Global Travel Media » Blog Archive » Wouldn’t Hitler Laugh

Home » Destination Global »Headline News » Currently Reading:

Wouldn’t Hitler Laugh

May 17, 2014 Destination Global, Headline News 2 Comments Email Email

egtmedia59Odessa in the south west of Ukraine is a beautiful city, very much a city of European influence with a long and proud history; a history influenced first by Peter the Great and then by Catherine the Great, who both wanted this part of the (then) Russian Empire to be more closely aligned to Europe.
Odessa is a major port city with a majority ethnic Ukrainian population (55/45 Ukrainian v Russian) that had appeared to be, and was certainly believed to be by the locals, exempt from “the troubles” being felt elsewhere in Crimea and the East of the country. But on this day, Friday May 2nd 2014, things changed for the locals, and the reality of what they truly face struck home.Singer

We had docked in Odessa at 0800 this morning and departed for our tour of the city, we had a lovely day (more of that elsewhere) in what is a truly beautiful city, but around 3.30pm it all changed and it was not for the better.

There had been plenty of evidence of nationalistic (Ukrainian) fervor throughout the city, as we toured, there was a big football (soccer) match scheduled for the afternoon, the locals (Odessa) versus visitors from the east (Donesk) and the local colours were evident as we toured the city. Those we saw, spoke with and interacted with appeared happy and excited about the match and were proud to be photographed behind the blue and yellow Ukrainian flag. There was no obvious hint of any trouble brewing The problem is that the supporters from Donesk (which is in the East and is ethically Russian on a ratio of around 70/30) clearly came not just to support their football team but with the intent to promote unrest, ferment trouble and create an issue where one did not exist prior to their arrival. They succeeded, in spades, and the end result was 42 people dead and the confidence of the population shattered and their view of life changed forever.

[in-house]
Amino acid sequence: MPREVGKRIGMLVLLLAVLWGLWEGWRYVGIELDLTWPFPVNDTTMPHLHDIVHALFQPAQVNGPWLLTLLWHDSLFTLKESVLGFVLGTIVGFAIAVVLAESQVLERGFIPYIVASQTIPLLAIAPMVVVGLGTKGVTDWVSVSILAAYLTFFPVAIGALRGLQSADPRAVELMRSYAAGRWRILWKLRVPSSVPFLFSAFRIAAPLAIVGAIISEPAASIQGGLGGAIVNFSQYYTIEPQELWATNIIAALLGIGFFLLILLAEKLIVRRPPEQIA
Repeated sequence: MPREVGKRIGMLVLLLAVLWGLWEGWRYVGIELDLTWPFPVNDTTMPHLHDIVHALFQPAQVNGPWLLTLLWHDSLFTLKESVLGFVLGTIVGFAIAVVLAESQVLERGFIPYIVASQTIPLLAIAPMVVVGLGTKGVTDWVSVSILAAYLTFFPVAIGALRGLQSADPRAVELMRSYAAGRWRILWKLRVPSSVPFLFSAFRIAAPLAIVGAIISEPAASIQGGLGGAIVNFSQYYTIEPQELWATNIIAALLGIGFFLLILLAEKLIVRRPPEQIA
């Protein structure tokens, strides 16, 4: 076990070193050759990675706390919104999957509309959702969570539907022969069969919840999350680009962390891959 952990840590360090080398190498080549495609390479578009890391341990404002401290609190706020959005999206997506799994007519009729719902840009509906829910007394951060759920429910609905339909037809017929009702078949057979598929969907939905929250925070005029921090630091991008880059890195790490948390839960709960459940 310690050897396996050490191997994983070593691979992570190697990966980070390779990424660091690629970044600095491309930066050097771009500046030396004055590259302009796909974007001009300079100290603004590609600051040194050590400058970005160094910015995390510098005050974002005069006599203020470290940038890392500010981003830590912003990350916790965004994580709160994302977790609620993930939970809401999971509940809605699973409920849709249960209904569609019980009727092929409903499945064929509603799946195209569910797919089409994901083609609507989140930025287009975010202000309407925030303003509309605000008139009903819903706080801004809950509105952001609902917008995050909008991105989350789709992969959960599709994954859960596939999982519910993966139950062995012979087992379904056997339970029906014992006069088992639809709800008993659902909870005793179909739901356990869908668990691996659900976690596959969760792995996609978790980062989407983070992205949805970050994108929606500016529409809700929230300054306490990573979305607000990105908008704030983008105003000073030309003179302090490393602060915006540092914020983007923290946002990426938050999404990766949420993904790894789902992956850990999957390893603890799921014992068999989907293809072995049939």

Around 3.30pm we were approaching our last stop, the Transfiguration Cathedral, situated on Sobornaya Square, where a local flea market had been set up earlier in the day. As the coach started to pull into the side to let us off there was a major disturbance, people were running away from the square and the market area, clearly in fear.

StudentsThe bus driver (wisely in my view) decided not to stop and continued moving slowly along the street, we then saw a large number of yellow shirted (local) people with arms linked, apparently protecting or shielding themselves from something. We saw a (clearly) badly injured man with blood seeping from a chest wound of some description, originally we thought stabbing but then, after we heard the news, we realised it was from a gun shot, being supported and carried from the area by (I assume) friends; and we saw the ranks of riot police forming. To put it simply – we got the hell out of there, went elsewhere for our last (quick) stop and headed back to the ship and safety. It was a very sad end to what had been a great day, one of the best we had had.

The shock and horror of what was happening was reflected in our tour guide Irena’s face, in her very shaky voice, and in her reaction to what she and we saw. Talking with her later she simply could not believe that this was happening in her beautiful city. She was almost in tears at the thought of it and what it meant for the future.

We learned later that one of the lies that is being pedaled on Moscow television and via Social Media is this: if you speak Russian in Odessa you will be murdered – this is simply NOT TRUE, in fact it is the complete reverse of the facts. Irena, who is Ukrainian (of German descent), was speaking to us in Russian as she started the tour. When she was asked why, she replied that the spoken language in Odessa is predominantly Russian, while the written word tends to be Ukrainian.